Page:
Dallas Fed survey: Nearly two-thirds of firms plan to grow capex this year

Jan. 4, 2023
Respondents to the central bank’s poll cite inflation and supply chain questions as the main drag to production growth.

More than 60% of oil and gas company executives surveyed by the Federal Reserve Bank of Dallas say they plan to increase their capital spending in 2023 versus last year while an even greater number expect input costs to rise further this year.

Researchers at the Dallas Fed last month asked leaders at 95 exploration and production companies as well as 53 oil and gas support services firms for details around their capex forecasts as an appendix to their regular survey of the energy industry. The findings suggest that there is still much optimism in Texas despite signs that the US economy is slowing–a dynamic reflected in the Dallas Fed’s business activity index, which retreated from the third quarter but remained solidly in positive territory.

Asked about capex plans, one in four respondents to the Fed’s poll said they plan a significant increase while another 39% said they will increase spending slightly. Only 14% said they will cut back from their outlays of 2022. Among service firms, the number projecting spending drops was slightly higher than for exploration and production (E&P) companies.

Helping support spending plans is a firm expectation that prices will remain favorable: 73% of survey respondents said they are using a West Texas Intermediate price between $70 and $85 per barrel in their spending calculations, with the average being $73 (versus $64 in 2022) and the median being $75.

Firm prices also will help companies continue to work through the effects of inflation and, relatedly, a tight supply chain. Those two factors were cited by 32% of E&P firms as the biggest drags on production growth. Maturing asset bases rank second as a drag, with 27% of respondents naming them. In all, 58% of respondents expect slight increases in what they'll pay for key inputs while another 10% said those increase will be substantial.

“Supply delivery times are difficult,” one survey respondent commented. “Inflation affecting operating expenses (wages and salaries) is an issue affecting our business. Also, pending state and federal regulations are impacting operational expenses.”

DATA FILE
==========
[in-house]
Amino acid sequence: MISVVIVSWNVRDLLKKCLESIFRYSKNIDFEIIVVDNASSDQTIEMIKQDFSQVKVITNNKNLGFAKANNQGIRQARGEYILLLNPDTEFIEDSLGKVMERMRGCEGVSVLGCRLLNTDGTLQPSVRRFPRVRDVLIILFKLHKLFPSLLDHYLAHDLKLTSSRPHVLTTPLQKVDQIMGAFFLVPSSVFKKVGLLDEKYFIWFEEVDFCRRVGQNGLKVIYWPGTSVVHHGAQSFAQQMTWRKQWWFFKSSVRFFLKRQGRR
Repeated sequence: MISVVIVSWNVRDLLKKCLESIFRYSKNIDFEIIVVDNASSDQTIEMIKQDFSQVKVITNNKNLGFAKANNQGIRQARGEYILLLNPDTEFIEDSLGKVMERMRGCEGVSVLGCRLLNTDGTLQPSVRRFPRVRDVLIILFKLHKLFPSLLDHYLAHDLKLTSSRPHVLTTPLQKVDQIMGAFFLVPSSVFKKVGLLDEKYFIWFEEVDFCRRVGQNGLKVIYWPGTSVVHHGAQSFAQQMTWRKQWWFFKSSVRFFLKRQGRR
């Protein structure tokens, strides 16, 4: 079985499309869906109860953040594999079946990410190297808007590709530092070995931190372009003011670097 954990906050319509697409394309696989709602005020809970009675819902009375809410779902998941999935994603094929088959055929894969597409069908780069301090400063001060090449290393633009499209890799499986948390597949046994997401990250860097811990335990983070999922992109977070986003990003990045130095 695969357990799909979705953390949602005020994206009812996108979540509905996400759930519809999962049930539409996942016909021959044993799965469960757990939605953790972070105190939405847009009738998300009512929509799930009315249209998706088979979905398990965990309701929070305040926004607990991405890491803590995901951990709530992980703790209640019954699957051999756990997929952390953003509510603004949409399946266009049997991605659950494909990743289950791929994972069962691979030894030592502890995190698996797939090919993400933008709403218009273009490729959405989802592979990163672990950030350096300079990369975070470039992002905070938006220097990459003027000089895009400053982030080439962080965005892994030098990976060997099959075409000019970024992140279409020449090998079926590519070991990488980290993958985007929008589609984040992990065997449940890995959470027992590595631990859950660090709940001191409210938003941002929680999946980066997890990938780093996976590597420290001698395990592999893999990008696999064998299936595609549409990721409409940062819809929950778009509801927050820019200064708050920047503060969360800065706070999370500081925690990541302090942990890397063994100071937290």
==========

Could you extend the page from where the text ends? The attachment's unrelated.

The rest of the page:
The inflation and supply chain sentiments echo commentary Oil & Gas Journal compiled from the third-quarter conference calls of a group of 20 E&P companies, service firms and refiners: Out of a total of 20 comments specifically about inflation or supply chains, none were positive and only one–“We don't expect, or at least at this point, expect that it would be a long-term inflationary period” by Occidental Petroleum’s Vicky Hollub—could be considered neutral.

Ballpark estimates of double-digit increases, several closer to 20% than 10%, and words and phrases such as “persistent” or “incredibly challenging” were far more the norm. Several executive teams told analysts and investors they weren’t yet comfortable prognosticating about input prices and spending plans but would instead build in some flexibility as they continue to seek a balance between production growth, capex/cost controls and capital allocation more broadly. That approach was embodied by Ring Energy Inc. chief financial officer Travis Thomas. 

“All projects and estimates are based on assumed WTI oil price of $75 to $90 per barrel in Henry Hub natural gas prices of $5 to $6 per Mcf,” Thomas said on the company’s third-quarter 2022 call. “If prices were to pull back materially, we have the flexibility to reduce capital spending as necessary.”